Here's a belated welcome to The Planted Tank!
Here's what I would do if I were in your situation, given when you've told us here and me via PM. It's not a fast process, but it will build a solid foundation for long-term success.
1. Get the tank set up dry and clean the hell out it and all the hardware with white distilled vinegar. Don't do this to the filter until you've taken all the media out.
Dump the rest of the vinegar in there, fill it up, and let it run for a few days. If you're in an area of hard water and there are deposits on the glass, get a few gallons of vinegar if affordable in your area to dissolve some of the deposits and loosen the rest of them up for cleaning.
2. Forget aeration. Erase it completely from your mind. This is one of the counter-intuitive things I mentioned. We may come back to this as a possibility later, but for now consider it a non-option.
3. If possible, contact the person who's keeping the tank now and request they continue running it until you're ready to pick it up. Siphon out and save all of the mulm and detritus from the aquarium and filter. That stuff's worth its weight in gold and will go a long way toward establishing your biological community.
4. You mentioned using soil in the 10 gallon. You're in luck, that's what I did my graduate thesis in. I'll be happy to tell you aaaaaaaalllll about growing aquatic plants in soil if you want. For now, let's consider the pros and cons about using soil in this tank, and I HIGHLY recommend using soil in this system given what I understand of the hardware.
a) From your description is sounds like this system is what we plant hobbyists consider "low tech", meaning it will have little to no plant-specific hardware to support growth. There's nothing at all wrong with this. It's absolutely possible to have an attractive and enjoyable planted tank with little in the way of supporting hardware. Planted tanks, especially low tech tanks, are ecosystems, and ecosystems take time to recover from a disturbance. Plan ahead, have patience, and if you must make changes, make them slowly and infrequently. Oftentimes just letting things be will fix things.
b) Tanks with a soil-based substrate (hereafter, soil tanks) need time to mature. There are going to be all sorts of biological and chemical things going on in the soil once it's submerged. Letting it sit for a couple months wouldn't be a bad thing. The initial nutrient release is a perfect way to cycle the tank without fish. Yes, the soil is going to go anaerobic; it's inevitable and is not a bad thing from a chemical and biological perspective. It's a natural part of the ecosystem you're building and is part of the reason you want to let it mature.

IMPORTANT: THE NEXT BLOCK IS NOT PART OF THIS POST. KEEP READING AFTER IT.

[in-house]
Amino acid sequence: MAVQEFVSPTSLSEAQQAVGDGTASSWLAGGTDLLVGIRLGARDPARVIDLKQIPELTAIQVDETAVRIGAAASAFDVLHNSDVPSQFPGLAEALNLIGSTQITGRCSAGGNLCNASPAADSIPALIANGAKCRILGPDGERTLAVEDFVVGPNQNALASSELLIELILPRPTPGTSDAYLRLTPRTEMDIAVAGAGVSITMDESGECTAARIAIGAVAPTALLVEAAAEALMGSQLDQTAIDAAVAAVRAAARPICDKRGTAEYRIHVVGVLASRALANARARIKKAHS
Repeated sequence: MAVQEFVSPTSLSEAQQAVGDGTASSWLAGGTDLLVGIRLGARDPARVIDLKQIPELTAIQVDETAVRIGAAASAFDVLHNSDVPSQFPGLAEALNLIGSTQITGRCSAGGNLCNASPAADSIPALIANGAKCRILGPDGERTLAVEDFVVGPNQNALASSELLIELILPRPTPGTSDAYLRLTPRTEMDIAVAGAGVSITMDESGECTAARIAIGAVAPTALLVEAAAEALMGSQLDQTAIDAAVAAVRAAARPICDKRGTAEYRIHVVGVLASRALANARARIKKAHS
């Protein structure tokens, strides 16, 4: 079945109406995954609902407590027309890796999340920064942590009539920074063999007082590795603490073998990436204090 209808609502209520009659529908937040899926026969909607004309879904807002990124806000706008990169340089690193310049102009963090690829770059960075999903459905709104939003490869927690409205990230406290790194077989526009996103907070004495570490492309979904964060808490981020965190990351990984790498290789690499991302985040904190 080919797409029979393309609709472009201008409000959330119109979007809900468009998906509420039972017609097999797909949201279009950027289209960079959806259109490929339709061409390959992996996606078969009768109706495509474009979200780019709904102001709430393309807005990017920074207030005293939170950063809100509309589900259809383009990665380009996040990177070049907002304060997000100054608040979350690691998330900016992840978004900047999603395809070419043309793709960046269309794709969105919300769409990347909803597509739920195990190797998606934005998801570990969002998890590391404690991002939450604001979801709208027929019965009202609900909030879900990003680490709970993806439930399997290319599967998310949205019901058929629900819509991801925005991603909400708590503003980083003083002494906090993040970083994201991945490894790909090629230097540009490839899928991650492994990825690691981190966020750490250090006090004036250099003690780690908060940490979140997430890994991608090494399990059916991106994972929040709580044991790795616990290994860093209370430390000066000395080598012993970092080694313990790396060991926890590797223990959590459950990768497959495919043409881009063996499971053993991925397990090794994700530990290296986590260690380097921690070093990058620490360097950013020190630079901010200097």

c) Cons of soil- loaches can disturb it and your Red Tail Shark is a loach. How can you mitigate this potential issue? A thick sand/gravel cap over the soil.
d) How would I prepare the soil and cap to best keep plants and fish together? 1- Get a couple bags of cheap organic potting soil and sift out the fines with a kitchen colander; mix it 75/25 soil/gravel then pour the mulm/detritus over it and mix it well. Sifting is an important step as the large bits will cause issues with the soil maturation and are a potential source of issues over time. I, and a number of friends, have found that mixing gravel in with the soil helps reduce compaction that would otherwise take up valuable resources from the plants. (This is a pretty technical topic for a later date). Depending on the color and amount of the gravel that's coming with the tank I may or may not use it. (I'm not a fan of gravel that doesn't look natural). If you're cool with using it, go for it; it's YOUR TANK so do what it takes for YOU to enjoy looking at it day in and day out. Caveat- you'll need a cap of at least 5 centimeters of 2-4mm gravel to make sure the soil stays in place.
This is non-negotiable. I'll be happy to explain why later, but for now keep this as a rule to follow. Anything smaller than 2mm will cause issues with diffusion into and out of the substrate that will help to keep the soil ecosystem healthy and nutritious over the long term.
e) Cheap sand option- If you've got access to a local stream and are feeling burly and ambitious, take the colander and a couple buckets down, sift out the sand there and use it for a nice natural looking substrate. The sifting automatically gives you the proper size material to both mix with the soil and use as a cap. Easy, peasy, breezy, and beautiful. If you feel the stream is clean enough, you may consider using it raw to include the microbes from the stream. If not, rinse it well.
That's enough for now. I'll write more later.